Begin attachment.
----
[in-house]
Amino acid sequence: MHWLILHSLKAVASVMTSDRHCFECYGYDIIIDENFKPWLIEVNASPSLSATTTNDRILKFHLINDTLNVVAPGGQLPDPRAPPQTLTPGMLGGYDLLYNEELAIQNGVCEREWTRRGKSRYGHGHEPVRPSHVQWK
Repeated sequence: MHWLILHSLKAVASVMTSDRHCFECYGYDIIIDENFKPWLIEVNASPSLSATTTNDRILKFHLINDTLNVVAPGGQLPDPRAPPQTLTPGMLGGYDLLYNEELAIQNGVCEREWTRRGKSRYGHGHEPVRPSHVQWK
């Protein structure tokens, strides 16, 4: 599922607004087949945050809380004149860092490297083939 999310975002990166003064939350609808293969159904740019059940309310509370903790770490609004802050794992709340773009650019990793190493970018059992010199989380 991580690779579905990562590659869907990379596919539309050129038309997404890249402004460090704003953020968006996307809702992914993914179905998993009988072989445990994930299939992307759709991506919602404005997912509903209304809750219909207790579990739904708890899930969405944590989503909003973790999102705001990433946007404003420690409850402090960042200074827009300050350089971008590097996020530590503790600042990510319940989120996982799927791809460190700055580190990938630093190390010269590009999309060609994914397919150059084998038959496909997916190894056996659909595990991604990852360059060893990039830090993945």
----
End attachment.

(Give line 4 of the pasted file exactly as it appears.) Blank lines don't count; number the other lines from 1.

């Protein structure tokens, strides 16, 4: 599922607004087949945050809380004149860092490297083939 999310975002990166003064939350609808293969159904740019059940309310509370903790770490609004802050794992709340773009650019990793190493970018059992010199989380 991580690779579905990562590659869907990379596919539309050129038309997404890249402004460090704003953020968006996307809702992914993914179905998993009988072989445990994930299939992307759709991506919602404005997912509903209304809750219909207790579990739904708890899930969405944590989503909003973790999102705001990433946007404003420690409850402090960042200074827009300050350089971008590097996020530590503790600042990510319940989120996982799927791809460190700055580190990938630093190390010269590009999309060609994914397919150059084998038959496909997916190894056996659909595990991604990852360059060893990039830090993945």